A new invasive insect species is causing severe disfiguration of Myoporum plants. The pest Klambothrips myopori, was recently introduced to our area, is very aggressive and the leaf distortion damage is extensive.
We are managing severe infestations in several Bay area communities. If infestations are detected early and treatment timing can be implemented before damage occurs, unsightly damage and plant mortality may be avoided. The photo of the myoporum hedge show a group of shrubs which had severe leaf galling. Left untreated, the hedge would soon look like other trees in adjacent neighborhoods. Both of these pictures were taken from the same geographic area.
Foster City has been hit exceptionally hard. Further south in Santa Cruz and Monterey county, severe outbreaks have occurred.
- First found in southern CA in 2005, Hawaii and the Bay area in 2008
- Native to Australia and New Zealand
- Causes severe galling of leaves
- Control strategies have been established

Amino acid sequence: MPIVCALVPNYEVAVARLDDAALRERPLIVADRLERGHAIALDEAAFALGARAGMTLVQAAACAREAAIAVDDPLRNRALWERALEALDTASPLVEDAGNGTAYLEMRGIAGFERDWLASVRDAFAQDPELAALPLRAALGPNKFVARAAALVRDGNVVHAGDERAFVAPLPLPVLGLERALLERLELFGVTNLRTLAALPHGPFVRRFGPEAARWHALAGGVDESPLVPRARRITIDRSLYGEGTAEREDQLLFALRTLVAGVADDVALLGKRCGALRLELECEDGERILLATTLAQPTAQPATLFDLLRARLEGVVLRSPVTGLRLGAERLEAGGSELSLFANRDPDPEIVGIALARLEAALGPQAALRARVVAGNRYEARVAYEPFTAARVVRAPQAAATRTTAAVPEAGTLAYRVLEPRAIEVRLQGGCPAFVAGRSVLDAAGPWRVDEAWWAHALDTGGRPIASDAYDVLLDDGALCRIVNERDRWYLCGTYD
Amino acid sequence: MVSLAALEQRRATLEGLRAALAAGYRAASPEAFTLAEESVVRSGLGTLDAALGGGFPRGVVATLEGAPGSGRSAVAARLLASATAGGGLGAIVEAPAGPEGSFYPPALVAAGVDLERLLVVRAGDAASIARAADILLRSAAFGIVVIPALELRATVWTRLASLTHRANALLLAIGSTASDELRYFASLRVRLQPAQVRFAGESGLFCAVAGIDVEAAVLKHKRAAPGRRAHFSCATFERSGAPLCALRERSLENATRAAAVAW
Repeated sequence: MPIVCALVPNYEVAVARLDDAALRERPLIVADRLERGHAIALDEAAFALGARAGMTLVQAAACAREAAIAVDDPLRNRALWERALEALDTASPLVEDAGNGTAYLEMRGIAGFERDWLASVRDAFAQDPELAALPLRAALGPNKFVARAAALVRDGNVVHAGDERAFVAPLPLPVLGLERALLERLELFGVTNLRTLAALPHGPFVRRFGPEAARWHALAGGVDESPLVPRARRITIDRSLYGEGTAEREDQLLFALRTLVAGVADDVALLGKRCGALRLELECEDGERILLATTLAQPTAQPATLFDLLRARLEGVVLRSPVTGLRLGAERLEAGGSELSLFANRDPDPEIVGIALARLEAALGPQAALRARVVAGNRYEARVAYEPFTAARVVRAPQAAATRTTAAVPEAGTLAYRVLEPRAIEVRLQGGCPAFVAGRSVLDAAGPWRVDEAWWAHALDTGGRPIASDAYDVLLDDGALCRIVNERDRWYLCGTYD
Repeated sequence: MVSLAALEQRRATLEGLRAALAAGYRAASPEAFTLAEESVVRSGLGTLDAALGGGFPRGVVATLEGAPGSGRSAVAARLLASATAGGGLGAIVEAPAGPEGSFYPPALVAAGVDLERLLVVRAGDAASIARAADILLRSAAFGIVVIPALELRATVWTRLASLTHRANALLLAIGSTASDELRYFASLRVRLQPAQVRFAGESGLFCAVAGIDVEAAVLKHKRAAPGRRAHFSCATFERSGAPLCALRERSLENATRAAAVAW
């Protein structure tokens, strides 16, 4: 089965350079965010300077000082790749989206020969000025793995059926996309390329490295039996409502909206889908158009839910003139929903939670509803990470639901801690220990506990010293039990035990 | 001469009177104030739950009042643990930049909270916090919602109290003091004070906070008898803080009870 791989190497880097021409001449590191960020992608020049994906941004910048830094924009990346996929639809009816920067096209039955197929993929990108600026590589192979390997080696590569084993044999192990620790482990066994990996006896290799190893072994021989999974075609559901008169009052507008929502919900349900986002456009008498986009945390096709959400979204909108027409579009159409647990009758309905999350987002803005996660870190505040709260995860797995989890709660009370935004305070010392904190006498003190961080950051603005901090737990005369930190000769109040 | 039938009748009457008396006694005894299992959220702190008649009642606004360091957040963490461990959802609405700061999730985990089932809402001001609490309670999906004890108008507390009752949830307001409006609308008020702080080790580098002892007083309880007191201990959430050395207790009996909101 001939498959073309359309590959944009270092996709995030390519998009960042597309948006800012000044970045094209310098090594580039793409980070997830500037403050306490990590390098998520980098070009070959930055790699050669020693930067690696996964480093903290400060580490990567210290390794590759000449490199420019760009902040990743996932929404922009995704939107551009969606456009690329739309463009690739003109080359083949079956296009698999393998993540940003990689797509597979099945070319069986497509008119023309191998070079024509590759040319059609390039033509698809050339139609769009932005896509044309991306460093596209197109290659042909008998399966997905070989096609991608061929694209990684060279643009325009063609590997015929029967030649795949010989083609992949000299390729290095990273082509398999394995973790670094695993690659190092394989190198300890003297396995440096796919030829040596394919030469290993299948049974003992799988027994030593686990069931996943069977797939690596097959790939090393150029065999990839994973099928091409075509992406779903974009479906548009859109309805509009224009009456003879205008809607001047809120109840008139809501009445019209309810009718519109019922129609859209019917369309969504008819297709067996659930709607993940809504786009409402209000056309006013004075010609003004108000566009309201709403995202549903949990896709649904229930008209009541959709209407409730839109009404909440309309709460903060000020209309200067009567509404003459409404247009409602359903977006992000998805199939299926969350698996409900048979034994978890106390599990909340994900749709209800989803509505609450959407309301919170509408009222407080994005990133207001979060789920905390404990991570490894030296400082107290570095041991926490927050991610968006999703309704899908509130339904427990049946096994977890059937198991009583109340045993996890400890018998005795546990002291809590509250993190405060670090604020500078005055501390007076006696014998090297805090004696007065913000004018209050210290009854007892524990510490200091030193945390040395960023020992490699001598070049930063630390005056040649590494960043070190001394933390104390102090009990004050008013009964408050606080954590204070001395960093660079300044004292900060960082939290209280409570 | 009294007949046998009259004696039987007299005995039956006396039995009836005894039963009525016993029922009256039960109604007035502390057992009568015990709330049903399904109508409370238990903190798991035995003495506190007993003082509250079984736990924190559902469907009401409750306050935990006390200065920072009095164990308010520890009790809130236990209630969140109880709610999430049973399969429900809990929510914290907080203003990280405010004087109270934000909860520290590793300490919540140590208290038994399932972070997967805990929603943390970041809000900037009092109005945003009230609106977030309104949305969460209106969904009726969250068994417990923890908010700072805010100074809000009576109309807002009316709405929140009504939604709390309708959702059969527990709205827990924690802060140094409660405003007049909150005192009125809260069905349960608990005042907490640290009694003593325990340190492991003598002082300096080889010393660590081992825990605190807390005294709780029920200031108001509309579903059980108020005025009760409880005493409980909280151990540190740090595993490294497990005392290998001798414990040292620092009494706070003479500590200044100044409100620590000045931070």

- Important to treat early in infestation cycle to obtain best results
Contact Tree Solutions staff if you need more information and/or think your trees are infested by this pest.
Update: Treatment has proven so difficult, this shrub may have to be taken off the list of suitable landscape species. Control has been successful only if infestation is detected early and damage is minimal prior to treatment.
Control requires annual applications of systemic pesticide imidacloprid or other neonicotinoid choices. Controversy surrounds use of neonicotinoid insecticides due to the fact it also kills beneficial insects such as bees and ladybird beetle species.
We suggest alternative shrub choice and removal and replacement of Myoporum shrubs already growing in the landscape. Although entomologists may be able to locate and distribute natural predators, we believe this option will be too little too late.